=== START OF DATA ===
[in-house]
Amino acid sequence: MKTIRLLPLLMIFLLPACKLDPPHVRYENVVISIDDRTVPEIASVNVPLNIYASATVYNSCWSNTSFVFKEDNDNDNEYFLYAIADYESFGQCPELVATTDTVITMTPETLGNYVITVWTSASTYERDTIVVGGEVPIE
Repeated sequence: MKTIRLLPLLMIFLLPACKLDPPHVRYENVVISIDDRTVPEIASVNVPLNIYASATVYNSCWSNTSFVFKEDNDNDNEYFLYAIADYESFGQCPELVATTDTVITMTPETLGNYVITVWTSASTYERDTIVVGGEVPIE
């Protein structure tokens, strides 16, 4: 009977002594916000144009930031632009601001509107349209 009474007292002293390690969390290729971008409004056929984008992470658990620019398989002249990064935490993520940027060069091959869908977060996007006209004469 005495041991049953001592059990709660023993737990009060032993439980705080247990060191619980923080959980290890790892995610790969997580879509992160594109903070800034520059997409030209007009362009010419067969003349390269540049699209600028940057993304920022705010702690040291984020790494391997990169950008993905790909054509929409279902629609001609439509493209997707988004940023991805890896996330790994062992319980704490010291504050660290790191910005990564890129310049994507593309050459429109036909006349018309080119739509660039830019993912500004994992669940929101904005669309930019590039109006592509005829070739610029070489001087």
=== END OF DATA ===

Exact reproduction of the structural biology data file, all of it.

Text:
[in-house]
Amino acid sequence: MKTIRLLPLLMIFLLPACKLDPPHVRYENVVISIDDRTVPEIASVNVPLNIYASATVYNSCWSNTSFVFKEDNDNDNEYFLYAIADYESFGQCPELVATTDTVITMTPETLGNYVITVWTSASTYERDTIVVGGEVPIE
Repeated sequence: MKTIRLLPLLMIFLLPACKLDPPHVRYENVVISIDDRTVPEIASVNVPLNIYASATVYNSCWSNTSFVFKEDNDNDNEYFLYAIADYESFGQCPELVATTDTVITMTPETLGNYVITVWTSASTYERDTIVVGGEVPIE
């Protein structure tokens, strides 16, 4: 009977002594916000144009930031632009601001509107349209 009474007292002293390690969390290729971008409004056929984008992470658990620019398989002249990064935490993520940027060069091959869908977060996007006209004469 005495041991049953001592059990709660023993737990009060032993439980705080247990060191619980923080959980290890790892995610790969997580879509992160594109903070800034520059997409030209007009362009010419067969003349390269540049699209600028940057993304920022705010702690040291984020790494391997990169950008993905790909054509929409279902629609001609439509493209997707988004940023991805890896996330790994062992319980704490010291504050660290790191910005990564890129310049994507593309050459429109036909006349018309080119739509660039830019993912500004994992669940929101904005669309930019590039109006592509005829070739610029070489001087």